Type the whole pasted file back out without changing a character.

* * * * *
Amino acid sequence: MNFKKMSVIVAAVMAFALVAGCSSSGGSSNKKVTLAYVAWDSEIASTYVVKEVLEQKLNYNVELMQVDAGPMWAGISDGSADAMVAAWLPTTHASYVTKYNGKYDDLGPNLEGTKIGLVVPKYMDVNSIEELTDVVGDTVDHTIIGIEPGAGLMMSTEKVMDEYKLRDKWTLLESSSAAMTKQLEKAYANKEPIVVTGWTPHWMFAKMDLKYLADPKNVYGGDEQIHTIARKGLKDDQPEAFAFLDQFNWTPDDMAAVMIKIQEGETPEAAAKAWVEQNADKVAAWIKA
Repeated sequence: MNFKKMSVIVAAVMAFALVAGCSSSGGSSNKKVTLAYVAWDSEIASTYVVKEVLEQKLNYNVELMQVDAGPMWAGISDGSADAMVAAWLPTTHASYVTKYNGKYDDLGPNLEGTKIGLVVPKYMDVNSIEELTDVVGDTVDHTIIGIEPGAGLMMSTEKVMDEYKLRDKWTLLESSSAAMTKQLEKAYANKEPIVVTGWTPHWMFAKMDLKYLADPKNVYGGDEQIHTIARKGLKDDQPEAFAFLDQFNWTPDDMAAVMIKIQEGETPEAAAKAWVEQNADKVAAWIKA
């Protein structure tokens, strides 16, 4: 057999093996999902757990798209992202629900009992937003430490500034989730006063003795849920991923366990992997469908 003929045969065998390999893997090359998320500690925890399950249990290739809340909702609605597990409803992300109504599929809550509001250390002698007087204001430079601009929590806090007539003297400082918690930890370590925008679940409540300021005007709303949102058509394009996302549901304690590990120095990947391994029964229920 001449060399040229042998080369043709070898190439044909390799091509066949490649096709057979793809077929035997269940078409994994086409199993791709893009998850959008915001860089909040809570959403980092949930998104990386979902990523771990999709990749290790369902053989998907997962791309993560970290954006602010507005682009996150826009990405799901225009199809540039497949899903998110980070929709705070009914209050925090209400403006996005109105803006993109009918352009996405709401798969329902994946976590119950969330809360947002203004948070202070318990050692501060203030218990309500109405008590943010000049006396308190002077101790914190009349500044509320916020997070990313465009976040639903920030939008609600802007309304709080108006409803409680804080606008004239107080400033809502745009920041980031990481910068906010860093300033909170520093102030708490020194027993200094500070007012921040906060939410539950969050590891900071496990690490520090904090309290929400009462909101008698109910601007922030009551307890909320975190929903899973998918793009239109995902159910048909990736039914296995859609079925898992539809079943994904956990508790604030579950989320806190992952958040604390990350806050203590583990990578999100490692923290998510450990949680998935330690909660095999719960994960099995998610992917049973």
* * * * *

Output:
Amino acid sequence: MNFKKMSVIVAAVMAFALVAGCSSSGGSSNKKVTLAYVAWDSEIASTYVVKEVLEQKLNYNVELMQVDAGPMWAGISDGSADAMVAAWLPTTHASYVTKYNGKYDDLGPNLEGTKIGLVVPKYMDVNSIEELTDVVGDTVDHTIIGIEPGAGLMMSTEKVMDEYKLRDKWTLLESSSAAMTKQLEKAYANKEPIVVTGWTPHWMFAKMDLKYLADPKNVYGGDEQIHTIARKGLKDDQPEAFAFLDQFNWTPDDMAAVMIKIQEGETPEAAAKAWVEQNADKVAAWIKA
Repeated sequence: MNFKKMSVIVAAVMAFALVAGCSSSGGSSNKKVTLAYVAWDSEIASTYVVKEVLEQKLNYNVELMQVDAGPMWAGISDGSADAMVAAWLPTTHASYVTKYNGKYDDLGPNLEGTKIGLVVPKYMDVNSIEELTDVVGDTVDHTIIGIEPGAGLMMSTEKVMDEYKLRDKWTLLESSSAAMTKQLEKAYANKEPIVVTGWTPHWMFAKMDLKYLADPKNVYGGDEQIHTIARKGLKDDQPEAFAFLDQFNWTPDDMAAVMIKIQEGETPEAAAKAWVEQNADKVAAWIKA
């Protein structure tokens, strides 16, 4: 057999093996999902757990798209992202629900009992937003430490500034989730006063003795849920991923366990992997469908 003929045969065998390999893997090359998320500690925890399950249990290739809340909702609605597990409803992300109504599929809550509001250390002698007087204001430079601009929590806090007539003297400082918690930890370590925008679940409540300021005007709303949102058509394009996302549901304690590990120095990947391994029964229920 001449060399040229042998080369043709070898190439044909390799091509066949490649096709057979793809077929035997269940078409994994086409199993791709893009998850959008915001860089909040809570959403980092949930998104990386979902990523771990999709990749290790369902053989998907997962791309993560970290954006602010507005682009996150826009990405799901225009199809540039497949899903998110980070929709705070009914209050925090209400403006996005109105803006993109009918352009996405709401798969329902994946976590119950969330809360947002203004948070202070318990050692501060203030218990309500109405008590943010000049006396308190002077101790914190009349500044509320916020997070990313465009976040639903920030939008609600802007309304709080108006409803409680804080606008004239107080400033809502745009920041980031990481910068906010860093300033909170520093102030708490020194027993200094500070007012921040906060939410539950969050590891900071496990690490520090904090309290929400009462909101008698109910601007922030009551307890909320975190929903899973998918793009239109995902159910048909990736039914296995859609079925898992539809079943994904956990508790604030579950989320806190992952958040604390990350806050203590583990990578999100490692923290998510450990949680998935330690909660095999719960994960099995998610992917049973």